The appeal court yesterday cleared the way for the first accommodation centre for asylum seekers to be built at Bicester, Oxfordshire, despite the opposition of residents.
The Bicester asylum centre, which will house 750 asylum seekers while their applications are determined, is the only one of nine sites initially identified as suitable for the trial Home Office scheme to be given the go ahead.
Ministers had hoped to provide up to 3,000 places in accommodation centres around the country as an alternative to dispersing asylum seekers to inner city estates in the north of England and Scotland.
But local residents’ revolts over centres proposed for Throckmorton, near Pershore, Worcestershire; HMS Daedalus at Gosport, Hampshire, RAF Newton, Nottinghamshire, and five other sites have forced the Home Office to rule them out and continue the search elsewhere.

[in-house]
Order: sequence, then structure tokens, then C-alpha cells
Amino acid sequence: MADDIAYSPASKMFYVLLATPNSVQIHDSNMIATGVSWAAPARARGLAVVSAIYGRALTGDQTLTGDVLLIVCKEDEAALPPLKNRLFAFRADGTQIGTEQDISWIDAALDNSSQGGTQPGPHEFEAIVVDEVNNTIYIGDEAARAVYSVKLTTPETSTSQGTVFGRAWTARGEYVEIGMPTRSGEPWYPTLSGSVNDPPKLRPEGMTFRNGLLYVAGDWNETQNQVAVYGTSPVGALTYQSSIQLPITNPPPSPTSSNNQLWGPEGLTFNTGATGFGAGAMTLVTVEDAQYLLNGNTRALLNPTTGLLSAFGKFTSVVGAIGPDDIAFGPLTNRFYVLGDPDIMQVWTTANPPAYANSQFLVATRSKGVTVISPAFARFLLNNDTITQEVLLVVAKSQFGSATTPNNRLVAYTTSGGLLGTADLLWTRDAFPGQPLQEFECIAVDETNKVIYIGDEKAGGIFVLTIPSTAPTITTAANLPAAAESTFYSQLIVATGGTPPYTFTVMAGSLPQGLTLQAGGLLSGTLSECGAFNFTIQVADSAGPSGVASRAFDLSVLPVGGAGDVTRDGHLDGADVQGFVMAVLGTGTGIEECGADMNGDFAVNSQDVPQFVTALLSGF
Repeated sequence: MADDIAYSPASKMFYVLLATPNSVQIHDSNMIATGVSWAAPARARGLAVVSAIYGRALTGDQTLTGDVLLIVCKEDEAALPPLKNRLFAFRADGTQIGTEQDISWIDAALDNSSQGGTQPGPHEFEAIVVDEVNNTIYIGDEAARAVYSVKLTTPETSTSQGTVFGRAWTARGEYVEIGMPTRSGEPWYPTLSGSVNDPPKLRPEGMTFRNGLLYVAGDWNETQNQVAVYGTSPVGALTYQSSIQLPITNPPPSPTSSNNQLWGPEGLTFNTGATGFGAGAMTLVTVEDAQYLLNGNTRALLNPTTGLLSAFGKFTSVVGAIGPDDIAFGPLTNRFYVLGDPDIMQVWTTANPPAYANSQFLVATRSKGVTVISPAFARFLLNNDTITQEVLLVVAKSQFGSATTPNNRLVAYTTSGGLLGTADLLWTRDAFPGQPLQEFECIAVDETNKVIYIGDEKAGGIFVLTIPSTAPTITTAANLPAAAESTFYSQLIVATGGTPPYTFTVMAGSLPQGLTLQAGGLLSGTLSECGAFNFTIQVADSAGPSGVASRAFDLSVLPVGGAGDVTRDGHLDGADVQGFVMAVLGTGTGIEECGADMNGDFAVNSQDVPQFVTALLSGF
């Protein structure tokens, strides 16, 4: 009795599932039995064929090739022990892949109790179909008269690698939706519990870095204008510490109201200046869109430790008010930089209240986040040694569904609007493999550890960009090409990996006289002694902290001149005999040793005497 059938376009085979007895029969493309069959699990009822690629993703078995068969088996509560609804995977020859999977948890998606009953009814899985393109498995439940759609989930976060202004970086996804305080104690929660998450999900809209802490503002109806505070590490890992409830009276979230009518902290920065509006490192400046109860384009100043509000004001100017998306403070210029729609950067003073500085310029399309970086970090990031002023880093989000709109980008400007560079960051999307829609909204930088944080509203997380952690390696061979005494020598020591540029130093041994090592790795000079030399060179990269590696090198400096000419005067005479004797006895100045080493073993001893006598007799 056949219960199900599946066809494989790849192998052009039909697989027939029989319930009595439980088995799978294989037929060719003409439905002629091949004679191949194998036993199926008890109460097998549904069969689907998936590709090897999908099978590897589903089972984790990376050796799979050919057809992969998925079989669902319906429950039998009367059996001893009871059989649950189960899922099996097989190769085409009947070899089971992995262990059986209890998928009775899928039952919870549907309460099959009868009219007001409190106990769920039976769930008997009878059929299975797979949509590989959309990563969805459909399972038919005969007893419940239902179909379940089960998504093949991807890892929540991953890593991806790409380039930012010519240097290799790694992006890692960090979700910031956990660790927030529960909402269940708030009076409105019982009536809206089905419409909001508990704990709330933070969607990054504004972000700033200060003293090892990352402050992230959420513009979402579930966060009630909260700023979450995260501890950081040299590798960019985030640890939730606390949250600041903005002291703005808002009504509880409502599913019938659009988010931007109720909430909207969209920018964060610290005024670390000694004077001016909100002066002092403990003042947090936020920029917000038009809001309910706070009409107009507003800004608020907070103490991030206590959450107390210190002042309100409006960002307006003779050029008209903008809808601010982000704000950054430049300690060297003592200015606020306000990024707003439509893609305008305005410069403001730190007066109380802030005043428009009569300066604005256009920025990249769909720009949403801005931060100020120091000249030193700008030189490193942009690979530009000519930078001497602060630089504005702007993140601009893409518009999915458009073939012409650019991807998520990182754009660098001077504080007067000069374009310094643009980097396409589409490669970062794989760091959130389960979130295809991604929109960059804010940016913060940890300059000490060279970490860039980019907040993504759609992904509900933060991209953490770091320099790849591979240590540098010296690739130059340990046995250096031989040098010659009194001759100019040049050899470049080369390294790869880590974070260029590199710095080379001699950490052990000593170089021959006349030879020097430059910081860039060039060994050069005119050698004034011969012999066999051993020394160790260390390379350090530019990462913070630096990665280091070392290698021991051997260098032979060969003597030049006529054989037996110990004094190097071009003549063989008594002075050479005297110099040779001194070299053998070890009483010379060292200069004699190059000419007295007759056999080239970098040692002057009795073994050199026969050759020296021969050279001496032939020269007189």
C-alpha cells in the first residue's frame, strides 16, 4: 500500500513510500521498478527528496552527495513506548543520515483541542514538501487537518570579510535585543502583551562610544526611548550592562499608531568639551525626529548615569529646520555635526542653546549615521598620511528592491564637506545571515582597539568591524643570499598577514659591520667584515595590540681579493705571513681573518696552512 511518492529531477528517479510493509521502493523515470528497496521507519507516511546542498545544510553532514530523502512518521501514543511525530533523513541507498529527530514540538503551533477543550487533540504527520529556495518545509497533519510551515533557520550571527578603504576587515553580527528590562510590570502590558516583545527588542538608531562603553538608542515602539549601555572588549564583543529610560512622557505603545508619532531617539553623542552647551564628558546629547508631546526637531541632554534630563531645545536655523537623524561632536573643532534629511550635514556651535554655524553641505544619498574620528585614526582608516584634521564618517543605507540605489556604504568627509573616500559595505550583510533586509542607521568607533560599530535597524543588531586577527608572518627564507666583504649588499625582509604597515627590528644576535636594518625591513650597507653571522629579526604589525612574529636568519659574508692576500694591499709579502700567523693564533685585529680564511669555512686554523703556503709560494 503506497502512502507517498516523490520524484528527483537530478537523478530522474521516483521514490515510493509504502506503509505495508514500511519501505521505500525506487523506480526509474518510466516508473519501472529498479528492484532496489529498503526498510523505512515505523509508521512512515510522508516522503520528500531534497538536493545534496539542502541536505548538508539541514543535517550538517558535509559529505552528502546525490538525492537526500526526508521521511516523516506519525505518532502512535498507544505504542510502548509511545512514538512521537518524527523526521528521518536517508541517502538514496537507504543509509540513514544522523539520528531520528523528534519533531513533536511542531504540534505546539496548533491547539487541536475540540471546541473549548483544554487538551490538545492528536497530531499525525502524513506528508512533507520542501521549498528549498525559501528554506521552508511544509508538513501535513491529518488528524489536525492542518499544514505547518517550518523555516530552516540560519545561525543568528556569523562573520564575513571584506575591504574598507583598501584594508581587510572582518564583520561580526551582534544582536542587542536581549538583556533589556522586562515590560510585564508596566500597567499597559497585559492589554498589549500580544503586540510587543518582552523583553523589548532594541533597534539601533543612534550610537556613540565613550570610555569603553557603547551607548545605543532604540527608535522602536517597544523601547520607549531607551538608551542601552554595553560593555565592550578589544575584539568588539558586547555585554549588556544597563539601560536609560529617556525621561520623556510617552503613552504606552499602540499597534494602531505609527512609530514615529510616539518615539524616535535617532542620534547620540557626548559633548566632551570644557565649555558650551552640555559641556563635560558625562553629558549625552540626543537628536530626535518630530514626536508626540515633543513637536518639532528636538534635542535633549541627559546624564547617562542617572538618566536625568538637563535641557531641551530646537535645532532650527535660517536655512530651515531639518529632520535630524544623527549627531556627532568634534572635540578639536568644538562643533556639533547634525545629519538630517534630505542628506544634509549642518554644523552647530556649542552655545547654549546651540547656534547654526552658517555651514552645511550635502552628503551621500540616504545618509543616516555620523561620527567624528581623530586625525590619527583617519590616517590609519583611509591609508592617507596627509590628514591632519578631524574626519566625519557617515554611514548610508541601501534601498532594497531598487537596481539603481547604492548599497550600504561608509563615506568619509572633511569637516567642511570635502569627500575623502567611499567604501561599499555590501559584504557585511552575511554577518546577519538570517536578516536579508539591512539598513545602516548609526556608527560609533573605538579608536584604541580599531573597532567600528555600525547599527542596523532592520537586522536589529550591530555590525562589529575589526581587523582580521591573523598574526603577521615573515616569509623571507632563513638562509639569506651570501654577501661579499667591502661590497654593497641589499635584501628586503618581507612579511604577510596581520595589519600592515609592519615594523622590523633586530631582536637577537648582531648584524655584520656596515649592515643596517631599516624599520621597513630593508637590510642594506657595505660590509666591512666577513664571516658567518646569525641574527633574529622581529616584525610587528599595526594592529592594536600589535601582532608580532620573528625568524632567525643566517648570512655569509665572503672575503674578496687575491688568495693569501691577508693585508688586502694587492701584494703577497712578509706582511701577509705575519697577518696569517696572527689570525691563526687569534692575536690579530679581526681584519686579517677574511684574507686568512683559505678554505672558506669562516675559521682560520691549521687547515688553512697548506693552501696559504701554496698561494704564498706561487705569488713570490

Des Browne, the immigration minister, said he recognised that there had been concern among some locals at Bicester but did not accept that an accommodation centre would be a detriment to the community. “I hope that in due course local people will want to become involved in the operation of the centre and have a positive relationship with its staff and occupants.”
Barry Wood, the leader of the local Cherwell district council, said: “We felt we had to stand behind the local people and fight against injustice. The planning inspector said no, but the government just bulldozed it through.”
Dionne Arrowsmith of the Bicester Action Group said: “We have fought a very long campaign, and are absolutely gutted.”